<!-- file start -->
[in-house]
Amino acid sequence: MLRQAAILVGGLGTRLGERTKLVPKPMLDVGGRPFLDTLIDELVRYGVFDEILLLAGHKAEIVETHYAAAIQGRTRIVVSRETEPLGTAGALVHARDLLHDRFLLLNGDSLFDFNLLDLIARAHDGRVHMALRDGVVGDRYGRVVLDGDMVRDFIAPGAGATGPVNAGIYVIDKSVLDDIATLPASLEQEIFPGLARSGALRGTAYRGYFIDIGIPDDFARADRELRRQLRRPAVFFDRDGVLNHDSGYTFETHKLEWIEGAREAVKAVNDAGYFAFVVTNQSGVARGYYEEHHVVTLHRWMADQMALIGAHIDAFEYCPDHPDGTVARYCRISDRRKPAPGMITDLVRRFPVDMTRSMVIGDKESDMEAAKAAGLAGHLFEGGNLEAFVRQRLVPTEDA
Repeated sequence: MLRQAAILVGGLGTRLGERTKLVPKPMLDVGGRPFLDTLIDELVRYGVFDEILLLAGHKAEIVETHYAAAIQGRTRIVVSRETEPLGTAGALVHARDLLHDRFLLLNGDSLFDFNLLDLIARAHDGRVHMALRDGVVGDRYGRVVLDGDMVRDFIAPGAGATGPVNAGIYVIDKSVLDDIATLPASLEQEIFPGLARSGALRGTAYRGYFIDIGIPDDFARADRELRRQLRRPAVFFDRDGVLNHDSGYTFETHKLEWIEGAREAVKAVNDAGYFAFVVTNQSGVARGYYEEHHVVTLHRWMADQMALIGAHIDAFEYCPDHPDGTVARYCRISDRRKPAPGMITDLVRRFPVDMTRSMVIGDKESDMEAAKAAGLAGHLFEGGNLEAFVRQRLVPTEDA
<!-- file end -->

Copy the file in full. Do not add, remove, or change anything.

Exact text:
[in-house]
Amino acid sequence: MLRQAAILVGGLGTRLGERTKLVPKPMLDVGGRPFLDTLIDELVRYGVFDEILLLAGHKAEIVETHYAAAIQGRTRIVVSRETEPLGTAGALVHARDLLHDRFLLLNGDSLFDFNLLDLIARAHDGRVHMALRDGVVGDRYGRVVLDGDMVRDFIAPGAGATGPVNAGIYVIDKSVLDDIATLPASLEQEIFPGLARSGALRGTAYRGYFIDIGIPDDFARADRELRRQLRRPAVFFDRDGVLNHDSGYTFETHKLEWIEGAREAVKAVNDAGYFAFVVTNQSGVARGYYEEHHVVTLHRWMADQMALIGAHIDAFEYCPDHPDGTVARYCRISDRRKPAPGMITDLVRRFPVDMTRSMVIGDKESDMEAAKAAGLAGHLFEGGNLEAFVRQRLVPTEDA
Repeated sequence: MLRQAAILVGGLGTRLGERTKLVPKPMLDVGGRPFLDTLIDELVRYGVFDEILLLAGHKAEIVETHYAAAIQGRTRIVVSRETEPLGTAGALVHARDLLHDRFLLLNGDSLFDFNLLDLIARAHDGRVHMALRDGVVGDRYGRVVLDGDMVRDFIAPGAGATGPVNAGIYVIDKSVLDDIATLPASLEQEIFPGLARSGALRGTAYRGYFIDIGIPDDFARADRELRRQLRRPAVFFDRDGVLNHDSGYTFETHKLEWIEGAREAVKAVNDAGYFAFVVTNQSGVARGYYEEHHVVTLHRWMADQMALIGAHIDAFEYCPDHPDGTVARYCRISDRRKPAPGMITDLVRRFPVDMTRSMVIGDKESDMEAAKAAGLAGHLFEGGNLEAFVRQRLVPTEDA